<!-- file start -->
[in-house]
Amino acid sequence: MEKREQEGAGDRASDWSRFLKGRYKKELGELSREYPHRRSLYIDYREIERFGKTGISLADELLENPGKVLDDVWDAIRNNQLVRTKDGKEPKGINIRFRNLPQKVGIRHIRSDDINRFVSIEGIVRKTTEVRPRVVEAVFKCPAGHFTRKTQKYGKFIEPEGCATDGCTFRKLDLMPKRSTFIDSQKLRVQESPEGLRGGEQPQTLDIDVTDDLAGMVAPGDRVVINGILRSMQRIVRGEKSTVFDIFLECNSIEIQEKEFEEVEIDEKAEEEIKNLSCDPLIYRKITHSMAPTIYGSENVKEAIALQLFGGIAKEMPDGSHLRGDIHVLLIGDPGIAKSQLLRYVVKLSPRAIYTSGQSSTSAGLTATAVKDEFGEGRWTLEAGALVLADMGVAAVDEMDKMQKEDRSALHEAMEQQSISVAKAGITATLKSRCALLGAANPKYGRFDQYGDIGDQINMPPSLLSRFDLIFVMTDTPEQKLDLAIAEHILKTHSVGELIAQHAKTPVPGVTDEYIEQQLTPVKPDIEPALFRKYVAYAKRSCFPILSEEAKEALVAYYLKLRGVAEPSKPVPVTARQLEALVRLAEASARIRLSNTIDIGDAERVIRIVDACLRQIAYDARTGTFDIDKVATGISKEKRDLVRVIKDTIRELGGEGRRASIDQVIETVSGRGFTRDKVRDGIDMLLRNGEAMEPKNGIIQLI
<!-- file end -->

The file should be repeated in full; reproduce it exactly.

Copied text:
[in-house]
Amino acid sequence: MEKREQEGAGDRASDWSRFLKGRYKKELGELSREYPHRRSLYIDYREIERFGKTGISLADELLENPGKVLDDVWDAIRNNQLVRTKDGKEPKGINIRFRNLPQKVGIRHIRSDDINRFVSIEGIVRKTTEVRPRVVEAVFKCPAGHFTRKTQKYGKFIEPEGCATDGCTFRKLDLMPKRSTFIDSQKLRVQESPEGLRGGEQPQTLDIDVTDDLAGMVAPGDRVVINGILRSMQRIVRGEKSTVFDIFLECNSIEIQEKEFEEVEIDEKAEEEIKNLSCDPLIYRKITHSMAPTIYGSENVKEAIALQLFGGIAKEMPDGSHLRGDIHVLLIGDPGIAKSQLLRYVVKLSPRAIYTSGQSSTSAGLTATAVKDEFGEGRWTLEAGALVLADMGVAAVDEMDKMQKEDRSALHEAMEQQSISVAKAGITATLKSRCALLGAANPKYGRFDQYGDIGDQINMPPSLLSRFDLIFVMTDTPEQKLDLAIAEHILKTHSVGELIAQHAKTPVPGVTDEYIEQQLTPVKPDIEPALFRKYVAYAKRSCFPILSEEAKEALVAYYLKLRGVAEPSKPVPVTARQLEALVRLAEASARIRLSNTIDIGDAERVIRIVDACLRQIAYDARTGTFDIDKVATGISKEKRDLVRVIKDTIRELGGEGRRASIDQVIETVSGRGFTRDKVRDGIDMLLRNGEAMEPKNGIIQLI